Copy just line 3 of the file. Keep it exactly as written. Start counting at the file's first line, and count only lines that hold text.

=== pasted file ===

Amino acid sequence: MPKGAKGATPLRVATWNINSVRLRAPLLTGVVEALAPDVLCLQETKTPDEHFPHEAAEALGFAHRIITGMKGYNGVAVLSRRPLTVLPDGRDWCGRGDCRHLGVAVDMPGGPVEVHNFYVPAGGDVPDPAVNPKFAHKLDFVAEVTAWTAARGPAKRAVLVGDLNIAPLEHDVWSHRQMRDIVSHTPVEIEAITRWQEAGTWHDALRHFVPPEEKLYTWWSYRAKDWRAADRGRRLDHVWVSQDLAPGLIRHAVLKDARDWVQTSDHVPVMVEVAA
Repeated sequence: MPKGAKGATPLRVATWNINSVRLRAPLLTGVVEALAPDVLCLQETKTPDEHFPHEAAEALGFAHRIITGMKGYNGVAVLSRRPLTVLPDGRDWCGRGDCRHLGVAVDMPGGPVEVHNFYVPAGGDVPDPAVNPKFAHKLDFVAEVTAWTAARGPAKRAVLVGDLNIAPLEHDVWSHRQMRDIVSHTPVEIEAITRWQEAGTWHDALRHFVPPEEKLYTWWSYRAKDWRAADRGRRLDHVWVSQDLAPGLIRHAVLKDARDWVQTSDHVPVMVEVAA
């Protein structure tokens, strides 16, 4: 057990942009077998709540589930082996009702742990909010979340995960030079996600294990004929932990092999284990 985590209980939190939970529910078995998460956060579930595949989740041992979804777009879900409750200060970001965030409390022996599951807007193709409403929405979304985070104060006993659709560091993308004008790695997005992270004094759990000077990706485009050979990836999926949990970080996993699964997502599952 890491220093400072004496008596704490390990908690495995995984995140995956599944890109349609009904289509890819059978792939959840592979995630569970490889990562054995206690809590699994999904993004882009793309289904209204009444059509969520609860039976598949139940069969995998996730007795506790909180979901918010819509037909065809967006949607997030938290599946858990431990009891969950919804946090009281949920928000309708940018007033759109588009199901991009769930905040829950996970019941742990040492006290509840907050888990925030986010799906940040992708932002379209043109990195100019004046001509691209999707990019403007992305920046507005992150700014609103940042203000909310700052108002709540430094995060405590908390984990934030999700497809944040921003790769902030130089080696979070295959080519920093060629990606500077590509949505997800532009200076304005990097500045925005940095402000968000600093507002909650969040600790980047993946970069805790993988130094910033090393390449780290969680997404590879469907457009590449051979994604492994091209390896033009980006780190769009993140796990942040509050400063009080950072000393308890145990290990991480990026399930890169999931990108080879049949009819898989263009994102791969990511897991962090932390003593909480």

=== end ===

């Protein structure tokens, strides 16, 4: 057990942009077998709540589930082996009702742990909010979340995960030079996600294990004929932990092999284990 985590209980939190939970529910078995998460956060579930595949989740041992979804777009879900409750200060970001965030409390022996599951807007193709409403929405979304985070104060006993659709560091993308004008790695997005992270004094759990000077990706485009050979990836999926949990970080996993699964997502599952 890491220093400072004496008596704490390990908690495995995984995140995956599944890109349609009904289509890819059978792939959840592979995630569970490889990562054995206690809590699994999904993004882009793309289904209204009444059509969520609860039976598949139940069969995998996730007795506790909180979901918010819509037909065809967006949607997030938290599946858990431990009891969950919804946090009281949920928000309708940018007033759109588009199901991009769930905040829950996970019941742990040492006290509840907050888990925030986010799906940040992708932002379209043109990195100019004046001509691209999707990019403007992305920046507005992150700014609103940042203000909310700052108002709540430094995060405590908390984990934030999700497809944040921003790769902030130089080696979070295959080519920093060629990606500077590509949505997800532009200076304005990097500045925005940095402000968000600093507002909650969040600790980047993946970069805790993988130094910033090393390449780290969680997404590879469907457009590449051979994604492994091209390896033009980006780190769009993140796990942040509050400063009080950072000393308890145990290990991480990026399930890169999931990108080879049949009819898989263009994102791969990511897991962090932390003593909480």